The extreme heat from this summer had a significant impact on the canola crop across the Pacific Northwest. According to Karen Sowers, Executive Director of the Pacific Northwest Canola Association, the effects on winter and spring canola were consistent across the region. She noted winter canola yields are down 10-40% from last year. Meanwhile the dry land spring canola, which is still being harvested in places, maybe be one-third to half of 2020’s yield. She noted yields have not bee the only thing impacted by the extreme heat of 2021.
“It’s been dry for so long, yet the seed is sprouting in the pod. Now we’re also hearing reports in the last couple of weeks about a lot of new growth on the bottom of the plant. Like the pod is thinking, ‘OK, it’s a little bit cooler. I’m going to put out some more pods,’ and it’s way too late.”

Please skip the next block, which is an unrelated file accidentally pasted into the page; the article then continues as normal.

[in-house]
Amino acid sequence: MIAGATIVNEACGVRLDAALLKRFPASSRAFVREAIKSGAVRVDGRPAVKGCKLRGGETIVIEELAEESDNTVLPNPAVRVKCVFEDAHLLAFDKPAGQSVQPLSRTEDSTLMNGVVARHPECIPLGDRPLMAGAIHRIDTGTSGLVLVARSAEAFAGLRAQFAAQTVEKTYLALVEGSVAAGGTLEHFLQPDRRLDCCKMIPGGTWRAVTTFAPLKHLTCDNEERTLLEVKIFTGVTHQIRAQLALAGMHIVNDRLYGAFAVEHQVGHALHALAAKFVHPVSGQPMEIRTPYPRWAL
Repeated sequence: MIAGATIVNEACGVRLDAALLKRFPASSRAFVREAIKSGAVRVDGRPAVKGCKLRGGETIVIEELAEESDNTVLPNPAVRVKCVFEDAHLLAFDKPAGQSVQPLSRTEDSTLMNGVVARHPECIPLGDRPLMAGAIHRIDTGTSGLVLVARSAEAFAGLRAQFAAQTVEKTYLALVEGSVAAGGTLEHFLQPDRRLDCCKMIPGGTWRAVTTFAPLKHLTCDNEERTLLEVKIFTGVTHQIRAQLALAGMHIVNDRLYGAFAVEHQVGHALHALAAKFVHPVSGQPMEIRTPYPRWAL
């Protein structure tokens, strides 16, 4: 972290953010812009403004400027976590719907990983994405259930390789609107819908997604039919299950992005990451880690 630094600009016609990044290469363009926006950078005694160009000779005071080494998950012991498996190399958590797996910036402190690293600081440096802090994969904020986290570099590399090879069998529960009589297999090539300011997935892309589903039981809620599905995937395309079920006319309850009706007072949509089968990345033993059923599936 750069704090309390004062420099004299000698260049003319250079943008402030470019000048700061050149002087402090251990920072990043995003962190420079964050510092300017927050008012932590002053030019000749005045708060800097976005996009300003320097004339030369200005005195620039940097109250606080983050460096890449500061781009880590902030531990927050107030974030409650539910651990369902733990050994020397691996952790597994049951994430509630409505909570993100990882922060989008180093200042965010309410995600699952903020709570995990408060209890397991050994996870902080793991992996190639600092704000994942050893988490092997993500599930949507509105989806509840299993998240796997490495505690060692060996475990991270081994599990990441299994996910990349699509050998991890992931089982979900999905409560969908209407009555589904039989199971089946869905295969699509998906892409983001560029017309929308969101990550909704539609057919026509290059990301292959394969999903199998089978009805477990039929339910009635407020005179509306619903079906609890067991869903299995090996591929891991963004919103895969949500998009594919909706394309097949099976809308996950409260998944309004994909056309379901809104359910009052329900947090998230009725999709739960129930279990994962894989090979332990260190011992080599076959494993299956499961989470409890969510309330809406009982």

Sowers noted that has not stopped growers from getting their winter canola in the ground, especially in Montana and Washington. There have been many reports of dry land farmers quickly sowing their winter canola following rain storms.
“If a farmer has both winter wheat and winter canola on his farm or spring canola and spring wheat or barley, the canola is performing just as well, and in many cases better, than the grain crop.”
Sowers said as growers look to plant, they need to consider what fertilizers and pesticides may remain due to a lack of rain, which could limit plant growth. She added producers negatively impacted by this summer’s heat, or drought, need to contact their crop insurer or their local FSA office.
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